The paper titled, “Rate Design for a Distributed Grid,” describes a wide range of benefits for all consumers that come from distributed energy resources such as rooftop solar. These benefits include reduced need for electric generation, transmission and distribution capacity, lower energy costs, and reduced price volatility.
SAN FRANCISCO, CALIF. and WASHINGTON, D.C. - As electric industry regulators prepare for their summer meeting in Nashville, TN, a group of solar and tech organizations and companies, including TechNet, Sierra Club, the Solar Energy Industries Association (SEIA), Vote Solar, The Alliance for Solar Choice, CalSEIA, and SolarCity released a paper on designing electricity rates in the era of distributed energy resources.
The paper advocates for studying the costs and benefits of distributed resources, recommends a set of rate design principles to ensure fairness to all ratepayers, and advocates for a series of reforms that can better integrate distributed resources into the electric grid and maximize their value. It comes in response to the Edison Electric Institute's recent so-called primer on rate design.
"Rooftop solar is of the most popular clean energy products in recent history among electricity consumers," said Andrea Deveau, Executive Director of TechNet. "Utilities should embrace this and other reliable, clean and advanced energy technologies and integrate these resources into their procurement and grid planning in order to reduce electric system costs while lowering emissions without any compromise to system reliability."
"Time and again, state public utility commissions and other researchers have found that the benefits of distributed solar equal or exceed the costs to electric ratepayers," said Sean Gallagher, Vice President of State Affairs at SEIA. "Rather than using rates to slow down the solar revolution, utilities and regulators can help bring about a sustainable distributed energy future that takes advantage of the services that solar systems can provide to the grid."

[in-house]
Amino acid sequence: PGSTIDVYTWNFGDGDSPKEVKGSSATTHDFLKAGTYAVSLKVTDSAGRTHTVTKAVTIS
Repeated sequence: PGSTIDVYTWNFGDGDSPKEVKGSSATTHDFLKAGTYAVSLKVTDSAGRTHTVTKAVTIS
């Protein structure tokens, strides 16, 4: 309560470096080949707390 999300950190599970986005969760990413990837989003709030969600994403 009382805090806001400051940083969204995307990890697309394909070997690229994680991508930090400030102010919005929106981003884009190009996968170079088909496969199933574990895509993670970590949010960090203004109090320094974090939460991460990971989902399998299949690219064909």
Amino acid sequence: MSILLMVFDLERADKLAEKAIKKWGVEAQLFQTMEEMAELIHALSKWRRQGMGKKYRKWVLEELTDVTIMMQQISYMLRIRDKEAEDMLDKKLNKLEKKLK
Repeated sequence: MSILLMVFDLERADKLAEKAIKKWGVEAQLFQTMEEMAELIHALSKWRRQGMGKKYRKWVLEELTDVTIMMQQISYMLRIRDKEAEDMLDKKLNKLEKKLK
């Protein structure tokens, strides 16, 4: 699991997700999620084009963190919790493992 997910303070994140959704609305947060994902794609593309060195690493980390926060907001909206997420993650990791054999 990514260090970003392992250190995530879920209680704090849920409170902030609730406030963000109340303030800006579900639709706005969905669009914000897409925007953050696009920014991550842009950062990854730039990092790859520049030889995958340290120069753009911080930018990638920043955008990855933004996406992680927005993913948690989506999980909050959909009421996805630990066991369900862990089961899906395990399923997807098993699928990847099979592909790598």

The paper's recommendations include:
• Study the impact of distributed resources with a cost-benefit analysis.
• Design electricity rates that empower consumers to control costs and adopt new technologies that provide system-wide benefits.
• Implement technology standards to increase the functionality of distributed resources
• Update utility business models so that utilities are incentivized to rely upon customer-sited distributed resources to meet infrastructure needs
• If rate changes are needed, implement them gradually and incrementally, with grandfathering for customers who made long-term capital investments on the basis of previously existing rates.
Celebrating its 42nd anniversary in 2016, the Solar Energy Industries Association® is the national trade association of the U.S. solar energy industry. Through advocacy and education, SEIA® is building a strong solar industry to power America. As the voice of the industry, SEIA works with its 1,000 member companies to champion the use of clean, affordable solar in America by expanding markets, removing market barriers, strengthening the industry and educating the public on the benefits of solar energy. Visit SEIA online at www.seia.org.
TechNet is the national, bipartisan network of technology CEOs and senior executives that promotes the growth of the innovation economy by advocating a targeted policy agenda at the federal and 50-state level. TechNet's diverse membership includes dynamic startups to the most iconic companies on the planet and represents more than two million employees in the fields of information technology, e-commerce, advanced energy, biotechnology, venture capital, and finance. TechNet has offices in Washington, D.C., Silicon Valley, Sacramento, Seattle, Boston, and Austin.